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Amy Hopkins heads to the charming market town of Faversham in Kent to check out a cosy Creek-side hotel and award-winning restaurant
Fifty miles from London and ten miles from Canterbury in east Kent is the medieval market town of Faversham. With a thriving market, lively creek community and plenty of independent shops and restaurants, Faversham is delightful place for a weekend retreat in the heart of rural Kent.
The historic town is a town full of character and characters – like David Selves, the radio DJ, auctioneer, chairman, author and larger-than-life proprietor of Faversham Creek Hotel.
The hotel building dates back to 1723, when it was a merchant’s house. David and his wife Tracy bought it in 2014 and transformed what was a rowdy boozer into a smart boutique hotel. There are six bedrooms, all thoughtfully decorated and named after famous people from Faversham’s colourful past. Four out of the hotel’s six rooms are easily adaptable for families, with a travel cot and fold-out kids bed available to borrow.
My husband and I head to the Creek Hotel to stay in the magnificent Queen Matilda room. The grandest in the hotel, it’s named after King Stephen’s wife (the pair founded an abbey in Faversham in 1147). The spacious room overlooks the hotel’s pretty courtyard. Its standout features are the huge four poster bed (seven foot wide and seven foot high) and the raised sleigh-bath, which sits in the corner of the bedroom, inviting guests to indulge in watching TV from the tub.
The hotel’s pint-sized restaurant, Red Sails, seats 36, with each table named after a Faversham barge. Proprietor David clearly relishes his role as host and entertainer, welcoming guests as if they were family. As we sit down for our meal, David makes his way around the restaurant, greeting diners by name, chatting easily and sharing anecdotes.
A trustee of the Scouts society and an active member of the Creek community, David has fingers in countless pies and is a great believer in supporting the local community. He employed Faversham builders to complete the renovation of the building and the ingredients used in the restaurant are sourced from local farm shops, butchers and fisheries. The hotel is yards away from the Shepherd Neame brewery and so it’s no surprise to discover their beers are pride of place behind the bar.
The dishes on the menu are simple, but cooked with quality ingredients and technical and artistic flair. To the credit of the hard-working chefs, the restaurant was a finalist for Restaurant of the Year in the recent Kent Life awards and the A la Carte and tasting menus have won AA Rosette ratings. Kids are allowed in the restaurant, although it’s an intimate environment, so if you’ve got younger ones it’s probably advisable to bring plenty to entertain them.
We start with oven-warm bread and salted butter – both so delicious it’s hard to hold back from devouring the whole basket. I choose a starter of smoked haddock chowder, with a cooked-to-perfection crispy egg, a dish David tells me is incredibly popular. My husband enjoys pan roasted pigeon and liver parfait with a creamy hazelnut sauce. Our main courses – cod fillet on a bed of curried risotto, samphire and sea lettuce for me, and steak for him, are just as delicious and artfully presented. After two courses we are stuffed, but are easily talked into trying the banana dessert, a medley of white chocolate covered parfait, caramelised banana, peanut brittle and sorbet – a platter of perfection, ideal for sharing.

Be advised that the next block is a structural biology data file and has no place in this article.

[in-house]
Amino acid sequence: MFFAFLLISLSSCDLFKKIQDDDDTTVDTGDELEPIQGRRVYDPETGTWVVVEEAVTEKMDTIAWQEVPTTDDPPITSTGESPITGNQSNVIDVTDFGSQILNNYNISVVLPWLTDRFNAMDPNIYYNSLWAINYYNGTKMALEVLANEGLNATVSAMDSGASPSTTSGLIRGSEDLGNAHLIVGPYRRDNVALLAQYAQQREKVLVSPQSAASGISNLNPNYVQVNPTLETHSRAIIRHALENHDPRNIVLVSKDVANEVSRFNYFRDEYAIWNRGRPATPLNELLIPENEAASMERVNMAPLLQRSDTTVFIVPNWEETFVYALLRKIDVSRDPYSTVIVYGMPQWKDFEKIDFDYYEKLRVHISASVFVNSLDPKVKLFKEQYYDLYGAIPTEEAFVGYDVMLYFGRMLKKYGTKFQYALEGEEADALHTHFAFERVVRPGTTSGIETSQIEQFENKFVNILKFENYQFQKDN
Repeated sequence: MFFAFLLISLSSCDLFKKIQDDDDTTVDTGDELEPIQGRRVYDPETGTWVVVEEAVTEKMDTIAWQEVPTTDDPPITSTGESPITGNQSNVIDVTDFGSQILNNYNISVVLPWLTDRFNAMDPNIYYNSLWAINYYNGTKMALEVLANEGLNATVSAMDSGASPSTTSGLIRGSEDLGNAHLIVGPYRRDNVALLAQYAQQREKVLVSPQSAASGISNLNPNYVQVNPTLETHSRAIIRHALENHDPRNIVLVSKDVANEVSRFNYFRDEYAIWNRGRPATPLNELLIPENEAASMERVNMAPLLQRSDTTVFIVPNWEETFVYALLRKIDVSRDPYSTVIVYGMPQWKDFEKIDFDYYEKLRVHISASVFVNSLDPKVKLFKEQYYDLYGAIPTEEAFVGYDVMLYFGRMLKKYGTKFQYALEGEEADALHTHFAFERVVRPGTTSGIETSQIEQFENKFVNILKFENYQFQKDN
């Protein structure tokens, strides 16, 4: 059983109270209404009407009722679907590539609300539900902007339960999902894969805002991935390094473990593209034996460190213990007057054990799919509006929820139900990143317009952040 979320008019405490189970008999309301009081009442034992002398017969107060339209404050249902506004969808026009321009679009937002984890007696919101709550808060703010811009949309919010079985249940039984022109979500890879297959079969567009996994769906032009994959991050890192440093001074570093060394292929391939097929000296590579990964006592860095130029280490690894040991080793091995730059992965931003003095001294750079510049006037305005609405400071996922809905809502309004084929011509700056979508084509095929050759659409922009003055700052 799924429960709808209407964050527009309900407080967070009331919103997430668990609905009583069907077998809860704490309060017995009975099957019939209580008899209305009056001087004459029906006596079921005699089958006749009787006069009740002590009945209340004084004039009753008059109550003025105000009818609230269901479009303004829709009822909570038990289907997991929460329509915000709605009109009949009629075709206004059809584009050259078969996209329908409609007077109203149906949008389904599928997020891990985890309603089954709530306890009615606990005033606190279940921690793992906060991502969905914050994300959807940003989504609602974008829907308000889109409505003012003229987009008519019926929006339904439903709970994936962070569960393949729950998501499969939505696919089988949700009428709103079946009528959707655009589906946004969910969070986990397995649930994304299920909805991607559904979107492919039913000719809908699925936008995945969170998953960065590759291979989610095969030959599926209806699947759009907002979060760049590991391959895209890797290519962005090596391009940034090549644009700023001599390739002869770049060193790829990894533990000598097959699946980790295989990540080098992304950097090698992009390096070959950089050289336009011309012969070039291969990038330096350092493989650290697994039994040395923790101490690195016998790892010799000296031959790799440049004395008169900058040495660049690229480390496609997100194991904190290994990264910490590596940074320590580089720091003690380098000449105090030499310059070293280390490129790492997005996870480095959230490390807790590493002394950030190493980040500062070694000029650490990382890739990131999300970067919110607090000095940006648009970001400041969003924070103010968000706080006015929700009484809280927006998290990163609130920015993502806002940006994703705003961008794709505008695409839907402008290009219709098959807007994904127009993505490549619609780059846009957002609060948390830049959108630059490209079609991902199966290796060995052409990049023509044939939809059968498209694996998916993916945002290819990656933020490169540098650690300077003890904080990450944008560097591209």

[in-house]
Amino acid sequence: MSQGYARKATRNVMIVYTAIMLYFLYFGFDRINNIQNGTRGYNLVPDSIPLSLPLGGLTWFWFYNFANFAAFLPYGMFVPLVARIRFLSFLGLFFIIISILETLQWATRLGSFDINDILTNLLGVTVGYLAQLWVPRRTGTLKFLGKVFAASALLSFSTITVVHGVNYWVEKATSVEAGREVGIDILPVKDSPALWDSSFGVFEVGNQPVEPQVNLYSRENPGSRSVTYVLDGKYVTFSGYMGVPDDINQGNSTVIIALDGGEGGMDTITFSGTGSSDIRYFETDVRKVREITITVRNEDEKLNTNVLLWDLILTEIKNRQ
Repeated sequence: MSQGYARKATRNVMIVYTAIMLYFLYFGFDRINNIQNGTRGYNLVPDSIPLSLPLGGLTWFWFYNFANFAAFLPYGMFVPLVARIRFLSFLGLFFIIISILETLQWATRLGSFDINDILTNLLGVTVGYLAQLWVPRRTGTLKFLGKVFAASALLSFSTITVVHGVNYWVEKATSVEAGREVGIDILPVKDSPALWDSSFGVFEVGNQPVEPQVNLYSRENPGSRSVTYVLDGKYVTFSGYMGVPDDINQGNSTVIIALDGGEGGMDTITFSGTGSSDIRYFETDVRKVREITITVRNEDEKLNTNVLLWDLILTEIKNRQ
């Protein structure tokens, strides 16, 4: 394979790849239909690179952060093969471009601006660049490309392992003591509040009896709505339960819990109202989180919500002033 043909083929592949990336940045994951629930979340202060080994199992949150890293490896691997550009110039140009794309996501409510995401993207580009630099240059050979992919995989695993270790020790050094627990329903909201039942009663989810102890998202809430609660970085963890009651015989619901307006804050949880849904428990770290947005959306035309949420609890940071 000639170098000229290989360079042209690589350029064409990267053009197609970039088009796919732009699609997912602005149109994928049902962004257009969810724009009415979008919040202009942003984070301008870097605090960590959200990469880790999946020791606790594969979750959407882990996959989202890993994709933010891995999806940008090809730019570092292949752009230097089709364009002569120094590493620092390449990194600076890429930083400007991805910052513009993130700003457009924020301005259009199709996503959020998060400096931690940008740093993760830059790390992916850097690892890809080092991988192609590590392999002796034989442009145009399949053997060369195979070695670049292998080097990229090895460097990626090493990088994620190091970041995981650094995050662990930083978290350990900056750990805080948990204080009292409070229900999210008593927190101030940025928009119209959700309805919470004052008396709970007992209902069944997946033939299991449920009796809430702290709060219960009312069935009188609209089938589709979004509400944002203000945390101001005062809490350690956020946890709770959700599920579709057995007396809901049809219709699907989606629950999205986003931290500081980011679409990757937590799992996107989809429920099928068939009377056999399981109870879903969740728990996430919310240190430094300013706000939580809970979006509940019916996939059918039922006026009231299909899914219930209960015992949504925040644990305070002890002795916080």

All our dishes are visually stunning, rich in texture and skilfully cooked, which is especially remarkable considering the head chef, Scott Pendry, is only 21.
At least one dish on the menu changes each week, so there’s plenty of variety, even for regulars. David tells me that the restaurant’s pies are legendary and incredibly popular, although they’re not on the menu tonight.
The next morning, well rested after a night in Matilda’s vast four poster bed, we make our way downstairs for breakfast. From the menu we choose a full English and scrambled eggs and smoked salmon. Both dishes are as delicately presented as last night’s dinner, and very tasty.
The Red Sails restaurant offers some of the best (and reasonably priced) food in Faversham and the hotel itself is an ideally situated and comfortable base for exploring the historic Kent town. Staying at the Creek Hotel is like staying with old friends and, thanks to David’s enthusiasm and local knowledge, you’ll get a free history of the town thrown in.
Where: The Faversham Creek Hotel, Conduit Street, Faversham ME13 7DF
When: Red Sails restaurant is open for lunch Wed-Sat 12pm-2.30pm, dinner Wed-Sat 6.30pm-9pm, Sun 11am-4pm
Price: Bed and breakfast accommodation in a double room costs from £110 per night for two people. In Red Sails restaurant, the creek set menu costs £14.95 for two courses or £17.95 for three
Book: Email firstname.lastname@example.org; or call 01795 533535 or 07842907453